Saturday, October 19, 2013

David Cantwell's "Merle Haggard: The Running Kind"

Music critic and longtime Haggard fan, David Cantwell is coauthor of the acclaimed Heartaches by the Number: Country Music’s 500 Greatest Singles, and his work has appeared in the Oxford American, Slate, Salon, and No Depression, among other publications.

Cantwell applied the “Page 99 Test” to his new book, Merle Haggard: The Running Kind, and reported the following:
I’m willing to bet that the accuracy of Ford Madox Ford’s prediction will depend greatly on just who exactly is doing the opening to, and reading of, that page 99. If the reader is someone coming cold to the book, the page in question might stand for the whole, but it might not. That “open…to page 99” is, I take it, just a way of saying, “Turn to a random page.” Or, maybe, “Turn to a random page far enough in that the book should have hit whatever stride it’s going to hit.” Surely, though, randomness will fail to indicate “the quality of the whole” at least as often as it succeeds.

But the writer of that book? The writer will be able to identify precisely how 99 reveals the whole, could do so for any other page of the book, too, and would be happy to do so. Just ask them!

To wit… Most people, but particularly music fans who consider themselves not country music fans, know the subject of my book, Merle Haggard, only for “Okie from Muskogee,” the 1969 crossover hit that drew a line in the sand on hippies, marijuana, Vietnam and other fronts of the culture war, nee the generation gap. My book digs into all of that: I focus on what I call the country star’s Muskogee Moment, that brief Nixon-era period when Haggard’s music made the pop charts, reflected the headlines and helped to invent the polarized America we live in today. But the book is primarily an examination of Haggard the artist—it’s not a biography so much as a critical monograph—and on that score, page 99 is on point. It includes part of my discussion of a 1965 honky-tonk number called “All My Friends Are Going to Be) Strangers,” a recording that was in many ways key to Haggard’s professional and artistic development. “Strangers” was his first significant national hit, it was written by someone else (as were so many of this great songwriter’s signature recordings), and it is absolutely beautifully, despairingly sung. Besides a cultural lightning rod, Haggard is one of the finest singers in all of American popular music.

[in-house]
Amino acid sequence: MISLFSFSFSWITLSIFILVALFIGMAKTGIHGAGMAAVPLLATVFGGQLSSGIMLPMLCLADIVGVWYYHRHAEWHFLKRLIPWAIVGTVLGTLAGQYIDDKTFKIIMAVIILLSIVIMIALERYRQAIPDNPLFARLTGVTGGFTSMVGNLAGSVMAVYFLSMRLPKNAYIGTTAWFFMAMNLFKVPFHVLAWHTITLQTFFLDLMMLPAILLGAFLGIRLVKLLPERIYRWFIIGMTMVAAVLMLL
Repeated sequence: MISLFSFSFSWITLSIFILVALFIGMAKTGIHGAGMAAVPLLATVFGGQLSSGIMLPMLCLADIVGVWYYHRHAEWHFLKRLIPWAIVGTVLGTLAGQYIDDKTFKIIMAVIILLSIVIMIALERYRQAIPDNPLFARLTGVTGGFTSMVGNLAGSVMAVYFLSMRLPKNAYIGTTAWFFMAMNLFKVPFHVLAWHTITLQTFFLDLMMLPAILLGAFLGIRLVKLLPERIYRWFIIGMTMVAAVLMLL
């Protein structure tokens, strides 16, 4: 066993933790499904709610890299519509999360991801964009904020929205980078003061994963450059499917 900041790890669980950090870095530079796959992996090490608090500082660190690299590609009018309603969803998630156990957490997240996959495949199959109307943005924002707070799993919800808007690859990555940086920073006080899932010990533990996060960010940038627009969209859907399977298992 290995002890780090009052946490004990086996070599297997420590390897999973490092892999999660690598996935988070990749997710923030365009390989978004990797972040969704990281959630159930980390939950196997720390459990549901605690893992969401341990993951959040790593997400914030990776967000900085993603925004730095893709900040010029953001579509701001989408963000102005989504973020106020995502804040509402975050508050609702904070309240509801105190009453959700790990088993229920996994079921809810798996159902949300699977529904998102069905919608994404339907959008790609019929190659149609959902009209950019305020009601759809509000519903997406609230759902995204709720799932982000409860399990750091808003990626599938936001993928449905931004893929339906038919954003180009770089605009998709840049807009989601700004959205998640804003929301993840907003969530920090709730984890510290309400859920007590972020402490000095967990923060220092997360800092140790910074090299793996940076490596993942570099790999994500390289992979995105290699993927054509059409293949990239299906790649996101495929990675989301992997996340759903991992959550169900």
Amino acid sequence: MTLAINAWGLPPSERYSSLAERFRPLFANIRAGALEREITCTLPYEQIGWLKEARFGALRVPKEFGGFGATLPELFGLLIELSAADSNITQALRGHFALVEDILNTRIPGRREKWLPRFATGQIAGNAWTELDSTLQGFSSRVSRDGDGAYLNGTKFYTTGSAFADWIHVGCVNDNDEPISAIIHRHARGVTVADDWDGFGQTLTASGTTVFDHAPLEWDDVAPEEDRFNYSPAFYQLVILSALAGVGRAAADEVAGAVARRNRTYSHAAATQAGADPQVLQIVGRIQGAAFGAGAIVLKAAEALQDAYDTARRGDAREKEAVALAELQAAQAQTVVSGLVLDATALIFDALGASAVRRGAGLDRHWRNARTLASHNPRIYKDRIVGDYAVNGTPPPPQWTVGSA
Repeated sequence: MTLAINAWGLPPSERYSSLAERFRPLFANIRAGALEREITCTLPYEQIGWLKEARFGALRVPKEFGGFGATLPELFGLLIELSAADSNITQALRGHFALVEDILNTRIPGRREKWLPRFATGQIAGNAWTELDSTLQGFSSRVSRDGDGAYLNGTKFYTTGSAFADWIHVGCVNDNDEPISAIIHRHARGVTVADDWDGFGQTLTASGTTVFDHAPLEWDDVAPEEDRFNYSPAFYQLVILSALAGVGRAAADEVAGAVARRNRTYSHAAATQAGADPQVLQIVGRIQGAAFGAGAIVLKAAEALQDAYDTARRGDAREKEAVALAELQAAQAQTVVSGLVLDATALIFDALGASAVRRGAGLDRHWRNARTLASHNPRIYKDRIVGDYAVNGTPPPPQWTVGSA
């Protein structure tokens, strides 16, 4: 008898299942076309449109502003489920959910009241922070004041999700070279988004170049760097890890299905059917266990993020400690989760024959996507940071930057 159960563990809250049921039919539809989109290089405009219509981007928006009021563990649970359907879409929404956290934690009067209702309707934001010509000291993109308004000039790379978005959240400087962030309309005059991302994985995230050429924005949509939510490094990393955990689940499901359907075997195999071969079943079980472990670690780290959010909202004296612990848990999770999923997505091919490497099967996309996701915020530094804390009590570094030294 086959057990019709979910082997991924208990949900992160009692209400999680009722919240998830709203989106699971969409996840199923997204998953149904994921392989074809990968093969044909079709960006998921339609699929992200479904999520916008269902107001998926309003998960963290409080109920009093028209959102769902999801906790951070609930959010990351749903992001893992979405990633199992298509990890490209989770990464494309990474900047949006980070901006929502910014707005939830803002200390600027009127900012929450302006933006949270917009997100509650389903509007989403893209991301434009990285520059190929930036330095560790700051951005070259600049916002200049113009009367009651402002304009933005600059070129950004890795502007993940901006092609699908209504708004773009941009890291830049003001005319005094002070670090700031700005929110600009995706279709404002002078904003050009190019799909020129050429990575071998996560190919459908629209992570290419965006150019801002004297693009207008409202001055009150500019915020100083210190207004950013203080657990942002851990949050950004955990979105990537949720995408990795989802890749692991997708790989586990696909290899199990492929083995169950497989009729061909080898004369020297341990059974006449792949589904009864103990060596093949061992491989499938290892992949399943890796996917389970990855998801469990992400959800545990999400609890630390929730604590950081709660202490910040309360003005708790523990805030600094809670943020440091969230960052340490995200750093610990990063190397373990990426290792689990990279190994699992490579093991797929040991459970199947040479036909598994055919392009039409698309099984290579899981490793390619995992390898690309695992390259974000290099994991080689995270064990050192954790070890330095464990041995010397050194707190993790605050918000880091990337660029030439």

Visit David Cantwell's website, and learn more about Merle Haggard: The Running Kind at the University of Texas Press website.

--Marshal Zeringue